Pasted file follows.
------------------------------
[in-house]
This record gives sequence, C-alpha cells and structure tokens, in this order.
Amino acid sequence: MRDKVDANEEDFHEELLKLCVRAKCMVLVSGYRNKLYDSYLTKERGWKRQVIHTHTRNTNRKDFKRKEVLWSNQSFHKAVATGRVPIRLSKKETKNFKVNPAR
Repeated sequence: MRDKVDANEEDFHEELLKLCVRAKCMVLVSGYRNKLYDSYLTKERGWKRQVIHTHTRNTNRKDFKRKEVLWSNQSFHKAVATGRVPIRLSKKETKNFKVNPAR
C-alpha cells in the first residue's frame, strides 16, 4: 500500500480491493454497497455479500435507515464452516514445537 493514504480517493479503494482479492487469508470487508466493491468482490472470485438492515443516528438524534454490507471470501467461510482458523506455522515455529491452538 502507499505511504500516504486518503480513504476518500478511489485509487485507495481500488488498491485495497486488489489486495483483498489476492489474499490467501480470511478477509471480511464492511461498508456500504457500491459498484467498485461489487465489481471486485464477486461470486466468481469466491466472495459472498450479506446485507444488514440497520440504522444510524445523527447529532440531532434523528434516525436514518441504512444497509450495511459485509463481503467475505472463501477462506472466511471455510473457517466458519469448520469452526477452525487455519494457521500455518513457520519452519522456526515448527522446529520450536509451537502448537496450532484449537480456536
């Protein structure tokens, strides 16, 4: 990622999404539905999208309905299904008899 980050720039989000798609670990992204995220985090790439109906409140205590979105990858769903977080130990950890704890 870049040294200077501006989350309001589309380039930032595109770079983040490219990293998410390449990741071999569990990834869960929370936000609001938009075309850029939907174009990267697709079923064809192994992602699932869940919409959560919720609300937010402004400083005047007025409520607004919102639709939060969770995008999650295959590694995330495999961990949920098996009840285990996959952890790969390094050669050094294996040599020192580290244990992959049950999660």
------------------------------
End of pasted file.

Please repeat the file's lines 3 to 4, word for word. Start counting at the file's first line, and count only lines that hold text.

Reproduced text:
Amino acid sequence: MRDKVDANEEDFHEELLKLCVRAKCMVLVSGYRNKLYDSYLTKERGWKRQVIHTHTRNTNRKDFKRKEVLWSNQSFHKAVATGRVPIRLSKKETKNFKVNPAR
Repeated sequence: MRDKVDANEEDFHEELLKLCVRAKCMVLVSGYRNKLYDSYLTKERGWKRQVIHTHTRNTNRKDFKRKEVLWSNQSFHKAVATGRVPIRLSKKETKNFKVNPAR